How to create IRQ mappings in a GPIO driver that doesn't control its IRQ domain ?
laurent.pinchart at ideasonboard.com
Tue Jul 23 19:21:44 EDT 2013
I'm running into an issue on several Renesas SoC with IRQ domains and GPIOs.
On sh73a0, r8a73a4 and r8a7740, GPIOs and external interrupts are handled by
two separate IP cores, namely the PFC (Pin Function Controller) and INTC
(Interrupt Controller). The former is handled by the sh-pfc driver
(drivers/pinctrl/sh-pfc) and the later by the irq-renesas-intc-irqpin driver
(drivers/irqchip), referred to below as the irqpin driver.
The sh73a0, for instance, has 32 external interrupt lines that are multiplexed
on pins usable as GPIOs. Both the GPIO and external interrupt functions are
usable at the same time, which allows reading the state of the interrupt
These external interrupts are for MMC/SD support, among other devices. In this
specific case the MMC/SD Card Detect signal is wired to one of the external
interrupt signals, and the corresponding GPIO is passed to the MMC/SD
controller driver. Depending on other configuration parameters the driver can
then either poll the Card Detect signal, or register an interrupt handler to
detect changes in the signal state. This features is implemented by the MMC/SD
core, which call gpio_to_irq() on the GPIO to retrieve the corresponding IRQ
On non-DT systems the external IRQs are statically mapped at a known offset.
The sh-pfc driver, to implement the gpio_to_irq() function (through its
gpiochip .to_irq() handler), simply searches a SoC-specific lookup table for
the fixed IRQ number associated with a given GPIO.
However, on DT systems, IRQs are mapped dynamically on demand. The irqpin
driver registers a simple IRQ domain, and the irq_create_mapping() function
can then be used to map a given IRQ, specified as an offset in the domain.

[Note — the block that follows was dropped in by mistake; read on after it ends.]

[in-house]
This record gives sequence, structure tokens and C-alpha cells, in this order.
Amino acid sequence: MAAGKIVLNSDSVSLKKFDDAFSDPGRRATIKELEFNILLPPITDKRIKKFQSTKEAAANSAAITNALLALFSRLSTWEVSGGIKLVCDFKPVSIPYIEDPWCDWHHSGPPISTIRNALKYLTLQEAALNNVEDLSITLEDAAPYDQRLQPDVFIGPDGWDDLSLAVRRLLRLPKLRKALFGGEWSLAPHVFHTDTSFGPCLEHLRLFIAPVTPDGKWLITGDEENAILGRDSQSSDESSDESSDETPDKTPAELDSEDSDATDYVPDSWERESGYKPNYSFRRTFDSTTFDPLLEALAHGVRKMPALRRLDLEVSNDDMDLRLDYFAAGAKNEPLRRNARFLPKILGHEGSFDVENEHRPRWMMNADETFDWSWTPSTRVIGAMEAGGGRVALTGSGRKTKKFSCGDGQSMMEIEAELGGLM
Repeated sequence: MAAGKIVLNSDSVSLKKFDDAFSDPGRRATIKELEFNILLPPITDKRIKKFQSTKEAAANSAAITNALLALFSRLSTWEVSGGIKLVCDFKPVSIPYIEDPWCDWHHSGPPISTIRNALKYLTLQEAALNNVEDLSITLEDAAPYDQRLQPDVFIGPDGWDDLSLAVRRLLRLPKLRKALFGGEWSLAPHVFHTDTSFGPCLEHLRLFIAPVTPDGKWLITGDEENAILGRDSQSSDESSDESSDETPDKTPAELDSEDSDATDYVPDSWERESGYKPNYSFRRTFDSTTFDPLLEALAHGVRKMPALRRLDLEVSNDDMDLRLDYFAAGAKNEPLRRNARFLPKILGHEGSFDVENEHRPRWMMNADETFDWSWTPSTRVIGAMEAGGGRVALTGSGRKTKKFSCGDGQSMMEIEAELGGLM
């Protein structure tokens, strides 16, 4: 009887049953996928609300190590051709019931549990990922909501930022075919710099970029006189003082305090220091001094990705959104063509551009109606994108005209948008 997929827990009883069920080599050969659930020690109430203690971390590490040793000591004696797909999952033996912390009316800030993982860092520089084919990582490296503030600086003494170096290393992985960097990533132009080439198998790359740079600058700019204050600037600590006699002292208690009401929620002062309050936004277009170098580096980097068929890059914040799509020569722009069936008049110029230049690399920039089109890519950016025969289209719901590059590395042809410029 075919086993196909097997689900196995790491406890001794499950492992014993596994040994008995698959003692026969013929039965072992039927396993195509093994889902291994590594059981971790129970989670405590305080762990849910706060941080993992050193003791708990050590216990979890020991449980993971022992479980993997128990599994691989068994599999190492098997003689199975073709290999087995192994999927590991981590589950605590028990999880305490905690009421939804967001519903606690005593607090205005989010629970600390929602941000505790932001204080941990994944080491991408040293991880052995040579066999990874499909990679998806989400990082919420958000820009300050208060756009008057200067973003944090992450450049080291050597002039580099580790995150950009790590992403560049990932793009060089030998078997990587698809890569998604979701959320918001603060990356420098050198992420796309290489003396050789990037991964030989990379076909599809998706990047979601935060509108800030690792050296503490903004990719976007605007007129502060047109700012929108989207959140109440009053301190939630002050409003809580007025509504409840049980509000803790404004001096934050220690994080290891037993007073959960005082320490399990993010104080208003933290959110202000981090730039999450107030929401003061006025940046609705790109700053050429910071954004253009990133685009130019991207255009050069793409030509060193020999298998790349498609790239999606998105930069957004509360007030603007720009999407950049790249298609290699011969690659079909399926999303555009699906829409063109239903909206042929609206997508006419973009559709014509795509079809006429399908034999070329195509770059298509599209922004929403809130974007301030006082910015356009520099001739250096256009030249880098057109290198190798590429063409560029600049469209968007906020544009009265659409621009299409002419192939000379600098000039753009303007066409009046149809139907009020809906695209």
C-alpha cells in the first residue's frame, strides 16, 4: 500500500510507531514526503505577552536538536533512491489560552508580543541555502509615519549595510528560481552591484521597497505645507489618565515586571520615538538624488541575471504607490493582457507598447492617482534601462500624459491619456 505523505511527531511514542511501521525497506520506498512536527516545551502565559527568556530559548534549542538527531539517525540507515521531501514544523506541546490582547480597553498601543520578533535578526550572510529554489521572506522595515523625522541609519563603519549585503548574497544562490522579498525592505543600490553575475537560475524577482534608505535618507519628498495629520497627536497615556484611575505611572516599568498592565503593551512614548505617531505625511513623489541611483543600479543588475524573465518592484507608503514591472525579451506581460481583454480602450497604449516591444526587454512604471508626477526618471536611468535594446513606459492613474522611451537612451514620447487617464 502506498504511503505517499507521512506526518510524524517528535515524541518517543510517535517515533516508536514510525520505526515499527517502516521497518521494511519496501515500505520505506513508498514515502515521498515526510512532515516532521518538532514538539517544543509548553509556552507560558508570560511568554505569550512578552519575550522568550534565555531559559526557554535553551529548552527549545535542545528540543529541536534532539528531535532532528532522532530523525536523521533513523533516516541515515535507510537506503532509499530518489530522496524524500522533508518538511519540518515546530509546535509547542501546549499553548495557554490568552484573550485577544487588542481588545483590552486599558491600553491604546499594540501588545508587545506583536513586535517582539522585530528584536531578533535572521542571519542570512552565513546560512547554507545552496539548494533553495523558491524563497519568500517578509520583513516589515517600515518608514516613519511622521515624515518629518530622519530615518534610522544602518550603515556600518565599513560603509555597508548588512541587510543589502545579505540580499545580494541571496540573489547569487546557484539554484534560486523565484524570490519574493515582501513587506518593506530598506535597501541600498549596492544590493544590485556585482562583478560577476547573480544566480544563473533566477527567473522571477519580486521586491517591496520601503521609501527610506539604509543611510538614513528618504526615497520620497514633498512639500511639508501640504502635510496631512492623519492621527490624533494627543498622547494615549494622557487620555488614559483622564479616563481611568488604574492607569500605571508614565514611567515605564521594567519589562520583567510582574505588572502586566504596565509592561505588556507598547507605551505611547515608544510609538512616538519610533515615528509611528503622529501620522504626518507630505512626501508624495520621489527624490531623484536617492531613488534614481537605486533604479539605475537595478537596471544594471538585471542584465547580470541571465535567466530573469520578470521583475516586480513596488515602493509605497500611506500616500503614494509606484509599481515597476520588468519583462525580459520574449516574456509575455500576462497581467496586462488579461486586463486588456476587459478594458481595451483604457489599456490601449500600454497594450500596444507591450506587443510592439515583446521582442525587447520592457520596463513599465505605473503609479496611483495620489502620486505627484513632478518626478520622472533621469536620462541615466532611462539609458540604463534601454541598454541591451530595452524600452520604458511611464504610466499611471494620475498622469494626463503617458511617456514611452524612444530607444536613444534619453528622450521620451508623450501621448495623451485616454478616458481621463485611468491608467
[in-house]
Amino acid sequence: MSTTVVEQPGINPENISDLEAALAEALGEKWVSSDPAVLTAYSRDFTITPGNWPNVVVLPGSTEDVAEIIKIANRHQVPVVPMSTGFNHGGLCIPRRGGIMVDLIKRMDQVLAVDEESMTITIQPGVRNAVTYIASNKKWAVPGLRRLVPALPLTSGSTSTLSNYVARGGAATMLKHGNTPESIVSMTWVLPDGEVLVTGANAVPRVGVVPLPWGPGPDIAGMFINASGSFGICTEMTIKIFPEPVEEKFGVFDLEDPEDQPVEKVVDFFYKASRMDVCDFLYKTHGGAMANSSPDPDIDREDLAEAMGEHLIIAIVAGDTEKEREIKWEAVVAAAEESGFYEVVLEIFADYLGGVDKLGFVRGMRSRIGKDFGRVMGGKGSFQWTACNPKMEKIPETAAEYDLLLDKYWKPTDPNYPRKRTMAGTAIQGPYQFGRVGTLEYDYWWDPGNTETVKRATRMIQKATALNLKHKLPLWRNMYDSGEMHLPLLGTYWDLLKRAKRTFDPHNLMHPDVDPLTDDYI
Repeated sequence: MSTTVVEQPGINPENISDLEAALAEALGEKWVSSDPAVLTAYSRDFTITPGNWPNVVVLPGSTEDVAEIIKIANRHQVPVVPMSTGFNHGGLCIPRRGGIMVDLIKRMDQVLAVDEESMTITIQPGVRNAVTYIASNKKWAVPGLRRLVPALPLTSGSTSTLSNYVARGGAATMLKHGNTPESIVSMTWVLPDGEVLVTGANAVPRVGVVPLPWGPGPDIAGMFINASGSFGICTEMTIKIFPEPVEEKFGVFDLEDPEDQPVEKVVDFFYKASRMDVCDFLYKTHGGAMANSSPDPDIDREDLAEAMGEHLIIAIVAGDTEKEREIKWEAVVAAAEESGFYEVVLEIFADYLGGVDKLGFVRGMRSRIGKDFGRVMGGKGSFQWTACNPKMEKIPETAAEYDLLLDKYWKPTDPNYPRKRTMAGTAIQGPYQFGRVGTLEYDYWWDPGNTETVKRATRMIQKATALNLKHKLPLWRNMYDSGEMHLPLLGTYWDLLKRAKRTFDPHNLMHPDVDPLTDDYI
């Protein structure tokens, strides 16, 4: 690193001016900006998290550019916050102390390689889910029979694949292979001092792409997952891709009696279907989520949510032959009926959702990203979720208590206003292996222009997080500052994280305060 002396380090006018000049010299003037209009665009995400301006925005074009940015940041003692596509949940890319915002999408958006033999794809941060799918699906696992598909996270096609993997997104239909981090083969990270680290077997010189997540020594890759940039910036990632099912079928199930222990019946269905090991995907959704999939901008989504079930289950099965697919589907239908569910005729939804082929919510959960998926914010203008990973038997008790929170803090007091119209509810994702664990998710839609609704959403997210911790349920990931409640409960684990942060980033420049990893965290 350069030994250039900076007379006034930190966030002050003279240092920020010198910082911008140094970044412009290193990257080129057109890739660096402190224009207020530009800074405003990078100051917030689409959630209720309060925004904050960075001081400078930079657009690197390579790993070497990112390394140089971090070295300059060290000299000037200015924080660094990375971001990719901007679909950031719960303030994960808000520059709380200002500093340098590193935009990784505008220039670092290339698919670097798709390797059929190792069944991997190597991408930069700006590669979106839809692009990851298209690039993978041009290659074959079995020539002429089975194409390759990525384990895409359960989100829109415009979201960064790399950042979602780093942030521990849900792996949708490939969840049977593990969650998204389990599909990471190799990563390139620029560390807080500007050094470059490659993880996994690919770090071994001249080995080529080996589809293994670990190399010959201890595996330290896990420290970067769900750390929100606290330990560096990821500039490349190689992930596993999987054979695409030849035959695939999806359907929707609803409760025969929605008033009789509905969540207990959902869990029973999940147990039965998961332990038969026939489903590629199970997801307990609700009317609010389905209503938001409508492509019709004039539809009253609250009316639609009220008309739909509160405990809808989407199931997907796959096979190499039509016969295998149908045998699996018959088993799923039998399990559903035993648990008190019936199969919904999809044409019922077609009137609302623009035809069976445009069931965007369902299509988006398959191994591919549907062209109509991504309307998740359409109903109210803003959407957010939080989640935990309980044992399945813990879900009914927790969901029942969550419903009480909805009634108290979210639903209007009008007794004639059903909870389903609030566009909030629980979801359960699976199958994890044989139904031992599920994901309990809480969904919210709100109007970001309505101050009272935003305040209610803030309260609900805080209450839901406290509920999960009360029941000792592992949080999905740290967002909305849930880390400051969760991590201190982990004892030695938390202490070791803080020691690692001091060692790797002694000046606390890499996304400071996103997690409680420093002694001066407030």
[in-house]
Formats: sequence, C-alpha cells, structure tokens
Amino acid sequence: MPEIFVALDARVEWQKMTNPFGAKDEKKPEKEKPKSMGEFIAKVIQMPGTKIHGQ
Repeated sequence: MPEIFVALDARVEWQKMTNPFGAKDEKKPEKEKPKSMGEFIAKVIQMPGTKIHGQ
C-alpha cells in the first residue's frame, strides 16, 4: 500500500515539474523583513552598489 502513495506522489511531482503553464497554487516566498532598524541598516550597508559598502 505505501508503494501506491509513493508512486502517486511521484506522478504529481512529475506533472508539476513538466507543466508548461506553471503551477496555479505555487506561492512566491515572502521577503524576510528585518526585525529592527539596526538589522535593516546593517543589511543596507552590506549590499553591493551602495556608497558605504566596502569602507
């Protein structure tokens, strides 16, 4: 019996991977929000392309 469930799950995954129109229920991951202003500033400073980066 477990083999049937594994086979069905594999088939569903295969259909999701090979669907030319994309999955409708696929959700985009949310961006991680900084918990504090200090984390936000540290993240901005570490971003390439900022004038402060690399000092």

This is where the problem appears, as the irqchip .to_irq() function is
implemented in the sh-pfc driver, which doesn't have access to the IRQ domain
registered by the irqpin driver.
I could hack around this by exporting a function in the irqpin driver that
would map an IRQ, and call that function from the sh-pfc driver. I'd rather
avoid that solution as it would add a direct dependency between the two
Has anyone run into a similar issue ? My gut feeling is that the architecture
isn't right somewhere, but I can't really pinpoint where. As the external IRQs
are handled by an IP core separate from the PFC one could argue that the
corresponding IRQs are not really GPIO IRQs, and that the PFC driver shouldn't
implement the .to_irq() operation. However, this would push the problem down
to all drivers that need a GPIO they can read and a (possibly optional) IRQ
associated with the same signal, and that rely on gpio_to_irq() to retrieve
the IRQ associated with the signal. If all those drivers were required to
handle the GPIO and the IRQ separately, then we could as well completely
remove gpio_to_irq() from the kernel, which doesn't sound like the right thing
Advices and opinions will be welcome.
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